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This Thing Is Telling Me To Buy Standard Chartered PLC

The roots of Standard Chartered (LSE: STAN) (NASDAQOTH: SCBFF.US) go back to the mid-nineteenth century, via the Chartered Bank of India, Australia and China (founded by Royal Charter in 1853) and the Standard Bank of British South Africa (founded 1862).

The history remains clearly visible in the geography of Standard Chartered’s profits today. The Asia-Pacific and India regions are responsible for three-quarters of group profit, Africa and the Middle East for a little over a fifth, and the Americas/UK for just one twentieth.

In terms of business segments, a quarter of Standard Chartered’s profit comes from consumer banking, while three-quarters comes from wholesale banking. Corporate clients appreciate the local knowledge and expertise Standard Chartered has accumulated through 150 years of doing business in Asia and Africa.

The bank’s geographical positioning insulated it from the financial crisis of 2008/9 — but that’s not to say Standard Chartered isn’t very well run. It is.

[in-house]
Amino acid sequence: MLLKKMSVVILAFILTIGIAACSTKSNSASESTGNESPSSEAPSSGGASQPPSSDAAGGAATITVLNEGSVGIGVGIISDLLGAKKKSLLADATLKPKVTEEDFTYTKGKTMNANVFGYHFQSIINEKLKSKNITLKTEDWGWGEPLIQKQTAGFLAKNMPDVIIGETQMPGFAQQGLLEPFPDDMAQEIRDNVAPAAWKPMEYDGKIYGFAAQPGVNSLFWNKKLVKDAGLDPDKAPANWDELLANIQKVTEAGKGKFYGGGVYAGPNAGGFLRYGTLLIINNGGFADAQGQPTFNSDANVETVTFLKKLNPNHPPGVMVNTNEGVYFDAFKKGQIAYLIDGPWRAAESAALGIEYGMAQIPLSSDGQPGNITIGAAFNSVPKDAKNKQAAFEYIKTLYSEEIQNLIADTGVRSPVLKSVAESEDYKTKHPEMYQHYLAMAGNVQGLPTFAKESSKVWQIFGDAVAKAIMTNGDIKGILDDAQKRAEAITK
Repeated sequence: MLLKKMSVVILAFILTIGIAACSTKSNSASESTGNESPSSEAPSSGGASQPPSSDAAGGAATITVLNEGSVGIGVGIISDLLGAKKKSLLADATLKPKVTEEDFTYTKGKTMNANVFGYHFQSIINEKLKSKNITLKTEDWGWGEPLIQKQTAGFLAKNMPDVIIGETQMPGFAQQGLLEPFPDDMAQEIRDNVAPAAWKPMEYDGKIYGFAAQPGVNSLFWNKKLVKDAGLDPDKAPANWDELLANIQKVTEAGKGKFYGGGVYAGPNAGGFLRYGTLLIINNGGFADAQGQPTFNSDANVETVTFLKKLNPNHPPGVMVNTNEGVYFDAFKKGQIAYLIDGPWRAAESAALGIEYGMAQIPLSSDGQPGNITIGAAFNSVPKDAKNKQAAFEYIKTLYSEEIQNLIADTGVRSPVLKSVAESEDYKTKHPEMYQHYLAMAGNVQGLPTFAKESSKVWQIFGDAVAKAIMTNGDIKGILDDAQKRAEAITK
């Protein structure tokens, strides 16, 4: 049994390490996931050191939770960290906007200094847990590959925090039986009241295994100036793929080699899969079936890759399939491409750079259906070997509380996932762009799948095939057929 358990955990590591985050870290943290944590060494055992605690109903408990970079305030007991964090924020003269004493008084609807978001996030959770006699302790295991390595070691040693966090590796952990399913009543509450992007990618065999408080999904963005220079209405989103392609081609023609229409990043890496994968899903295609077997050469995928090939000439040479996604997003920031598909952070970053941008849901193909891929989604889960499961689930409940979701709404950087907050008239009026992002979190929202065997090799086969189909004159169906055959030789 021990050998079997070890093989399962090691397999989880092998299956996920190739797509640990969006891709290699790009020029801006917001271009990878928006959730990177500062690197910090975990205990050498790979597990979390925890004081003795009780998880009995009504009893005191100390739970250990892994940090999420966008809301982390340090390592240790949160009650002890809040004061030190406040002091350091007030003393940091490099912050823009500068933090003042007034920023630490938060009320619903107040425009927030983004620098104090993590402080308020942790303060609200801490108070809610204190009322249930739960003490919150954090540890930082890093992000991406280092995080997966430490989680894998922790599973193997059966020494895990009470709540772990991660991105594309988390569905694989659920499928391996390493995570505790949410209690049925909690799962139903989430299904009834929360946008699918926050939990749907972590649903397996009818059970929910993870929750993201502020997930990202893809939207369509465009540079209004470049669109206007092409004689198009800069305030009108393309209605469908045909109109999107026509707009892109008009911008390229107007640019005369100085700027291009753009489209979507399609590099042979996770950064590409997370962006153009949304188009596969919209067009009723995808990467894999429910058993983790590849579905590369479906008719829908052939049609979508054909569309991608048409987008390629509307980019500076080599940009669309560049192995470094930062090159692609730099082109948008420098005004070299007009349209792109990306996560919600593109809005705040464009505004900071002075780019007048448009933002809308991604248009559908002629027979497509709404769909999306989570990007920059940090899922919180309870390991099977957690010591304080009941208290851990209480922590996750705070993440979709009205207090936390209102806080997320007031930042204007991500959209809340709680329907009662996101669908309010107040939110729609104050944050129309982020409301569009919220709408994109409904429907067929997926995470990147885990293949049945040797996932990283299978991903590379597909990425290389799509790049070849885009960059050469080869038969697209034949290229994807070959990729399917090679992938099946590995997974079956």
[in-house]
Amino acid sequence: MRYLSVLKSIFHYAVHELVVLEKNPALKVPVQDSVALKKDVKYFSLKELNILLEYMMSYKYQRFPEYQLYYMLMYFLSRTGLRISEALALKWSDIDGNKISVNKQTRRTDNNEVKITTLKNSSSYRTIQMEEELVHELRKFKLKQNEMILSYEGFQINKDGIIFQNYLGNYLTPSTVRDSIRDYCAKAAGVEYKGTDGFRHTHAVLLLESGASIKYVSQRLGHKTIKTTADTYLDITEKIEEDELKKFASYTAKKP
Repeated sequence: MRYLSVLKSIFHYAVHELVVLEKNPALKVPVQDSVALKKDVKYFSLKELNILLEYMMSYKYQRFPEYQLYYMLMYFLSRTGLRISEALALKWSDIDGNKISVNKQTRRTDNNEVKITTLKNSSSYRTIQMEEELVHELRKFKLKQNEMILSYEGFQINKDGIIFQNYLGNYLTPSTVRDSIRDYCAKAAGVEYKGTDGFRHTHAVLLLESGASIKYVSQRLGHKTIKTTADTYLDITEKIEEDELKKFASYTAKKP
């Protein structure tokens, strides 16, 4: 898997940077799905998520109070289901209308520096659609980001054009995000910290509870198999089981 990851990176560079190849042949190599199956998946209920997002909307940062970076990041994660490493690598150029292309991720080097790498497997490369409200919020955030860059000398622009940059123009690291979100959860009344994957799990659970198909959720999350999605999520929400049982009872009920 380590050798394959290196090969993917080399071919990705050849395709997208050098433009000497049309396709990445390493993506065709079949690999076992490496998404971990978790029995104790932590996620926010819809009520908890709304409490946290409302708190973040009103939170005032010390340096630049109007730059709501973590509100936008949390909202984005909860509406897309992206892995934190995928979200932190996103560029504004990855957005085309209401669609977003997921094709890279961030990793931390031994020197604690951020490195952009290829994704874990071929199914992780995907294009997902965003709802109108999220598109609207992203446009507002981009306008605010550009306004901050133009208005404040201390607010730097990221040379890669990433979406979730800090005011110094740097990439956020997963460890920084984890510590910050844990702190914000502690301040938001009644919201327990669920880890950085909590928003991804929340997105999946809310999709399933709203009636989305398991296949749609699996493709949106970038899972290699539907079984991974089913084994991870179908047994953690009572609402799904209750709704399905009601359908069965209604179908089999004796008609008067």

One financial measure that shows Standard Chartered’s efficiency — and which has me excited as an investor — is the cost-to-income ratio. This ratio reveals how much the bank is spending on staffing, property and all the other costs required to run the business, compared with the revenue produced.

Standard Chartered’s cost-to-income ratio is 0.5. Put another way, the bank is spending 50p for every £1 of revenue it generates. HSBC, Barclays, Lloyds and Royal Bank of Scotland are all spending more to earn their £1s. In addition to Standard Chartered’s superior efficiency, I like the fact it has fewer bad-loan and bad-practice legacies than its rivals. In a nutshell, Standard Chartered looks a very solid bank to me.

However, investors have become concerned about slower growth within emerging markets this year. Companies with significant exposure to these economies, such as consumer goods giant Unilever, have seen weakness in their shares. Standard Chartered’s shares have declined by 6% over the last six months, and are more than 20% down on their year high of February.

This looks an opportunity, if you believe in the story of long-term growth in Asia and Africa. At a recent price of 1,450p, Standard Chartered is trading on less than 11 times this year’s forecast earnings — cheaper than its sector peers and much cheaper than the average FTSE 100 company.

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> G A Chester does not own any shares mentioned in this article. The Motley Fool owns shares in Standard Chartered and has recommended shares in Unilever.